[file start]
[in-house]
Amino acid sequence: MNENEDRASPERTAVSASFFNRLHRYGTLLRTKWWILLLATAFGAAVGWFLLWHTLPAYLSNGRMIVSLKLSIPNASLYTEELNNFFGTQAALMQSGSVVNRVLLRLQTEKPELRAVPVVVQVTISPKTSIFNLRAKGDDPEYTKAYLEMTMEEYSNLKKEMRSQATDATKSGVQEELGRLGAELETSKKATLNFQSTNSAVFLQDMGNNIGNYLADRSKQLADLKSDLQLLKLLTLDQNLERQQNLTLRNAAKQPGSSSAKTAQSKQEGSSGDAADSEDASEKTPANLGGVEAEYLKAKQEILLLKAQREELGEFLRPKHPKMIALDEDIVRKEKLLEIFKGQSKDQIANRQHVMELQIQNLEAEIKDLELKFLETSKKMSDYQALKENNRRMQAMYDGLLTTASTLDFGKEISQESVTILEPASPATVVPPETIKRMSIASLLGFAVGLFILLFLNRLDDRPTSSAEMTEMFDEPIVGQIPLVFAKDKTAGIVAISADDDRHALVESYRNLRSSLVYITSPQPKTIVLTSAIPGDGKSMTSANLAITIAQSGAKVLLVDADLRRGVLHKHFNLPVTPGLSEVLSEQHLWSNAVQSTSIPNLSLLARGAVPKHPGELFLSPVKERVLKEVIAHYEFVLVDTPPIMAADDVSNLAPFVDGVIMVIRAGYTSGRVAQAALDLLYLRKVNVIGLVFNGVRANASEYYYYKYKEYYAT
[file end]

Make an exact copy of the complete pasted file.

[in-house]
Amino acid sequence: MNENEDRASPERTAVSASFFNRLHRYGTLLRTKWWILLLATAFGAAVGWFLLWHTLPAYLSNGRMIVSLKLSIPNASLYTEELNNFFGTQAALMQSGSVVNRVLLRLQTEKPELRAVPVVVQVTISPKTSIFNLRAKGDDPEYTKAYLEMTMEEYSNLKKEMRSQATDATKSGVQEELGRLGAELETSKKATLNFQSTNSAVFLQDMGNNIGNYLADRSKQLADLKSDLQLLKLLTLDQNLERQQNLTLRNAAKQPGSSSAKTAQSKQEGSSGDAADSEDASEKTPANLGGVEAEYLKAKQEILLLKAQREELGEFLRPKHPKMIALDEDIVRKEKLLEIFKGQSKDQIANRQHVMELQIQNLEAEIKDLELKFLETSKKMSDYQALKENNRRMQAMYDGLLTTASTLDFGKEISQESVTILEPASPATVVPPETIKRMSIASLLGFAVGLFILLFLNRLDDRPTSSAEMTEMFDEPIVGQIPLVFAKDKTAGIVAISADDDRHALVESYRNLRSSLVYITSPQPKTIVLTSAIPGDGKSMTSANLAITIAQSGAKVLLVDADLRRGVLHKHFNLPVTPGLSEVLSEQHLWSNAVQSTSIPNLSLLARGAVPKHPGELFLSPVKERVLKEVIAHYEFVLVDTPPIMAADDVSNLAPFVDGVIMVIRAGYTSGRVAQAALDLLYLRKVNVIGLVFNGVRANASEYYYYKYKEYYAT